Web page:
Preserving land for farms and community gardens, developing new ways of farming organically and regeneratively, buying local food, and developing local food processing are all part creating food security.
Greenfield is blessed with rich agricultural land in town, and up and down the Valley! While today, approximately 80% of our food is imported, the potential to grow our food locally is huge! Local food is fresher, and it cuts down on fuel use to transport food to us. If the food is grown organically, chemical fertilizers made from petroleum can also be eliminated.
The area is rich with farmers that grow local vegetables and fruit, eggs, and meat. Several farmers are experimenting with growing wheat, and the valley is a center for permaculture including no-til and forest gardening. The Farmers’ Cooperative Exchange offers farm and gardening supplies.
In Greenfield: We have numerous outlets for locally-grown food, as well as a Town Farm, two Community Gardens and many farmers!
Several restaurants specialize in offering dishes made with locally-produced vegetables, meat and more.
Green Fields Market that specializes in locally-grown organic produce and many locally- produced items from fish, to pickles and meat substitutes.
Other supermarkets such as locally-owned Foster’s and the Big Y, offer local produce.
Two Farmers’ markets. In Greenfield. One is held on Saturdays from May-Oct in front of the Town Hall. Another is held on Tuesdays at the Grange.
Numerous farm stands.
Community Supported Agriculture (CSA’s) that offer locally-grown and/or organic produce for a flat fee to subscribers.
Just Roots is committed to making healthy, local food accessible for all. They manage 45 acres on Leyden Road that includes The Greenfield Community Farm, The Just Roots Community Garden, and educational opportunities. They also manage the Pleasant Street Community Garden at Davis and Pleasant Streets in downtown Greenfield.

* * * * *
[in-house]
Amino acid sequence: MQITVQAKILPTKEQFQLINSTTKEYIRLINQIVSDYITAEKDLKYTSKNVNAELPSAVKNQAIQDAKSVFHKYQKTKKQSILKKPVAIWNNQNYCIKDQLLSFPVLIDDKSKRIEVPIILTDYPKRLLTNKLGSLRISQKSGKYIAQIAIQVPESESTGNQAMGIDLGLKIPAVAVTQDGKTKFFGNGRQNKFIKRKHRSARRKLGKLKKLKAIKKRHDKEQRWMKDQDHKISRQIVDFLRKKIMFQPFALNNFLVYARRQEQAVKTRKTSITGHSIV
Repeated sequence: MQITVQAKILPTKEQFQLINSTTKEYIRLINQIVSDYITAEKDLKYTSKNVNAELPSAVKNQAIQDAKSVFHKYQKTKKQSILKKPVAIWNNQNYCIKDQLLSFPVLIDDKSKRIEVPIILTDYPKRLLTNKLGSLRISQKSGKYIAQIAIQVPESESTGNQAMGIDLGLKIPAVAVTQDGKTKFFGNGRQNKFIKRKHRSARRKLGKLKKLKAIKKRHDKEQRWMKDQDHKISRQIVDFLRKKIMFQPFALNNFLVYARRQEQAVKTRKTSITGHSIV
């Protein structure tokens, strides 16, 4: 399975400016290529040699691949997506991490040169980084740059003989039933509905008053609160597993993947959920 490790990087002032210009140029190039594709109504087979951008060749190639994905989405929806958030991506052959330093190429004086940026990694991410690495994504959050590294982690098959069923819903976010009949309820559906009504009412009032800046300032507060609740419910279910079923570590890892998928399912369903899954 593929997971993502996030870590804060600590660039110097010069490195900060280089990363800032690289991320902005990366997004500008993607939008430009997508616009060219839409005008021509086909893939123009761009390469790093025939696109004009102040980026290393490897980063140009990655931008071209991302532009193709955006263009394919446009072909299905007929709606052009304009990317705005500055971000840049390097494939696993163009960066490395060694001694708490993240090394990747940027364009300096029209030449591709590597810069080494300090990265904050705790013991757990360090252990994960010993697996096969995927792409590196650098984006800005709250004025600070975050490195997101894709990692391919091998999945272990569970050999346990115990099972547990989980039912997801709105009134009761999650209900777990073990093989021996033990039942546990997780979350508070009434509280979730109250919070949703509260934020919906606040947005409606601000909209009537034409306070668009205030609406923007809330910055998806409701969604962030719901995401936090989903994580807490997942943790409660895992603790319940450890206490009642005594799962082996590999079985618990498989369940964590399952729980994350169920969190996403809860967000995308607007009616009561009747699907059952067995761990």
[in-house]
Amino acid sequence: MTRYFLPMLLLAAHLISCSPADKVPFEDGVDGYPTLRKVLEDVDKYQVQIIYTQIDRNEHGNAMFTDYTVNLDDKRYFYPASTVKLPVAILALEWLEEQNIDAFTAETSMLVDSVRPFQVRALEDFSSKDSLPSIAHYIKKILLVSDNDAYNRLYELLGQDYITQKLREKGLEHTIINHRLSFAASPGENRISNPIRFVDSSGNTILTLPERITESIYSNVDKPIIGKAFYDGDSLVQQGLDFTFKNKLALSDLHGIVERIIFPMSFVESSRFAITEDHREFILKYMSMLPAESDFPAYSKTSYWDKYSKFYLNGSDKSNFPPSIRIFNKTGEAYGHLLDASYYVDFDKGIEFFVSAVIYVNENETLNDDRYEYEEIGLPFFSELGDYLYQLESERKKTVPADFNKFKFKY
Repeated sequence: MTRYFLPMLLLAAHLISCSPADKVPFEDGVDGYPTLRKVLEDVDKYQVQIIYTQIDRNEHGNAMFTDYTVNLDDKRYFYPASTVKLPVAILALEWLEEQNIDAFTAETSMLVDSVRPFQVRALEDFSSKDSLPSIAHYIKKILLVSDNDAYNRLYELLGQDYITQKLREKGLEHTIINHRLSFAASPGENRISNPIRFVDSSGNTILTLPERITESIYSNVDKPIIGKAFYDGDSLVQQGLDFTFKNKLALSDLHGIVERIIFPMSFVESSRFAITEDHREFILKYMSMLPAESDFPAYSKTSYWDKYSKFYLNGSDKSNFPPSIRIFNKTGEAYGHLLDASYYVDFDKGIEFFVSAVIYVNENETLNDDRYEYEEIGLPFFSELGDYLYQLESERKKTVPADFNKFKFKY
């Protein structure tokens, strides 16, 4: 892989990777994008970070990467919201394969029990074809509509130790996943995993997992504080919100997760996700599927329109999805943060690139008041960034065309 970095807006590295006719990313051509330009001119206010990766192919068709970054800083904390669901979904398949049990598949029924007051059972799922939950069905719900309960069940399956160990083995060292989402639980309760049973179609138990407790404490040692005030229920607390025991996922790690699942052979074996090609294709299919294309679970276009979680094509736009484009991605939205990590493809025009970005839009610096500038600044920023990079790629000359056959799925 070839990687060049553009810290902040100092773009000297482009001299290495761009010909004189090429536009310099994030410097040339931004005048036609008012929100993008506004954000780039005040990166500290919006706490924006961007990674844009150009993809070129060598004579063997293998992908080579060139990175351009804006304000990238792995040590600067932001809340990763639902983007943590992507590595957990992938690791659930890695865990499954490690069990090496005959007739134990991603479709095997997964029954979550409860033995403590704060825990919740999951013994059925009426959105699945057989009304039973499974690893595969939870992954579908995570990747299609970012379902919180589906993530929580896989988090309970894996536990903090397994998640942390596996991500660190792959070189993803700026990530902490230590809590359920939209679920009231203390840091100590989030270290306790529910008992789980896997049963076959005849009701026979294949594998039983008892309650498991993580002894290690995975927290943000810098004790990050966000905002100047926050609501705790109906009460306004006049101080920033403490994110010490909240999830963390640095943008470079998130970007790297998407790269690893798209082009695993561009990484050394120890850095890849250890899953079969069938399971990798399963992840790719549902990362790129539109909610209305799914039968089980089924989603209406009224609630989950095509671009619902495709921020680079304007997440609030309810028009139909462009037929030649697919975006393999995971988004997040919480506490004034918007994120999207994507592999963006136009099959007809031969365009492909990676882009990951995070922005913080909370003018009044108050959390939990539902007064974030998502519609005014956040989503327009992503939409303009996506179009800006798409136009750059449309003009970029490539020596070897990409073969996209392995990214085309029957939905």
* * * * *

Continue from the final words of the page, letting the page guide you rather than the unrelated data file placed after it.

The Franklin County Agricultural Society runs the longest running county fair in the country and maintains the historic County Fairgrounds including the Roundhouse. There is also a very active 4-H club in the area.
In 2012, FRCOG commissioned Franklin County Farmland and Foodshed Study from the Conway School of Landscape Design. Interesting finding was that we have enough land to feed ourselves, but that we cannot be the breadbasket for New York and New England, as we were in collonial times. For the full report click here.
We are also blessed with:
Community Involved in Sustaining Agriculture (CISA’s) local hero campaign is recognized nationally as a model. They also produce a Locally Grown Guide and searchable database on their web. There you will find lists of:
Many vegetable, fruit, dairy and meat farmers throughout the Valley.
Many local food processors
Many CSA’s and more!
Please add to this list by filling in the comment box!